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K-State Today

July 8, 2016



Architecture professor presents pedagogical research at two international teaching and learning conferences

By Mick Charney

Mick Charney, associate professor of architecture and university distinguished teaching scholar, conducted the workshop "Decoding Disney: Translating Imagineering Tricks into Teaching Strategies" at the Teaching Professor Conference, June 3-5, in Washington, D.C.

Charney is an honorary Walt Disney Imagineer. His workshop demonstrated a comprehensive approach to reflective teaching by borrowing the practices of the Walt Disney Co. and then finding parallels to best practices in the classroom. Charney initiated his discussion with the observation that, as Walt Disney himself once philosophized, there is great enchantment in the discovery of knowledge and, conversely, some grain of wisdom in any entertainment.

The magic of Disney entertainment, conjured up through unobtrusive deployments of imaginatively engineered contrivances, cloaks an indomitable enterprise so masterfully structured that its operational practices are readily adaptable to many other workaday situations, including the classroom. Charney enumerated an array of clever Imagineering tricks — from "plussing," to hidden Mickeys, to cross-utilization — and then guided workshop participants in the translation of those tricks into a variety of pedagogical strategies that would be applicable across all disciplines and suitable for any teaching format.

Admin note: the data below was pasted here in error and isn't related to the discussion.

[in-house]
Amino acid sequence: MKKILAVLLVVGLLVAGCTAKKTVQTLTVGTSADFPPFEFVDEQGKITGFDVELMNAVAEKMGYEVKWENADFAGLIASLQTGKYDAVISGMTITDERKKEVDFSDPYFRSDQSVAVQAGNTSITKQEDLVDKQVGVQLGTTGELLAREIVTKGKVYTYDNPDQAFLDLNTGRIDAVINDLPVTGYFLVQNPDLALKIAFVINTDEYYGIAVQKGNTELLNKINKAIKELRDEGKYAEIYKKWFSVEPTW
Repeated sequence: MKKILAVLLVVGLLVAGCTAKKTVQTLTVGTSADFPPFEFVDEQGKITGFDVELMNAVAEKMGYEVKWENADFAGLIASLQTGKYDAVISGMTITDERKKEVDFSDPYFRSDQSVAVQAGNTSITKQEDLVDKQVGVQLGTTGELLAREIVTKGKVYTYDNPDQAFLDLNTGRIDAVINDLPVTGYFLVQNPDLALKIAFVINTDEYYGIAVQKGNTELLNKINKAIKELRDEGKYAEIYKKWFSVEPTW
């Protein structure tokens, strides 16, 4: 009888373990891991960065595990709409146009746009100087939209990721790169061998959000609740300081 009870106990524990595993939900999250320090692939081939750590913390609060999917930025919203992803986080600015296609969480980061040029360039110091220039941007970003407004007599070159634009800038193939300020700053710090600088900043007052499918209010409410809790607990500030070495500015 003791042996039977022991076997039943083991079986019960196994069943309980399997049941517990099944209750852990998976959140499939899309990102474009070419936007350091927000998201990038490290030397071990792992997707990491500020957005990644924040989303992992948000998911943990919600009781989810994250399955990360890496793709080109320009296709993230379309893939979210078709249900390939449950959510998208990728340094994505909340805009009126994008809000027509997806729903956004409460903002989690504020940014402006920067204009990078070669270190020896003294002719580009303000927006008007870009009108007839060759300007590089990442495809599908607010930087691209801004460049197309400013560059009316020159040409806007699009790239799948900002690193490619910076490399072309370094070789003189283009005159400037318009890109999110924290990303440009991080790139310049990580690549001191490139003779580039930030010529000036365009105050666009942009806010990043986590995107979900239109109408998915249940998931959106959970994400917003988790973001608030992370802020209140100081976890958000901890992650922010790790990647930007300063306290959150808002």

Charney also has been invited to present "The End of Lectures: Interpreting Students' Positive Perceptions of Large Classes" at the International Conference on Learning, July 13-15, at the University of British Columbia in Vancouver, Canada.

While the time-honored large lecture teaching format remains the signature pedagogy of so many introductory courses in so many disciplines precisely because it facilitates massive information transfers to multitudes of students, it has nevertheless been roundly condemned for its passivity in contrast to more constructivist or active learning pedagogies.

Indeed, large lecture may be perceived as a meme for everything that is wrong with higher education but a recent 2015 survey of more than 500 K-State undergraduates finds that they are not as averse to lecturing as one might suspect. Although strongly opinionated about what constitutes good lecturing, students generally believe that such classes can be effective and that listening to a competently delivered lecture can be valued as much as any form of more active engagement.

Additionally, the survey found that large amounts of integrated technologies and classroom activities are significantly less important to students than the instructor's passion, expertise and organizational skills. Based on survey data, Charney will suggest ways by which instructors can achieve the true end goals of lecturing and thereby reclaim the art of lecturing for a new age.

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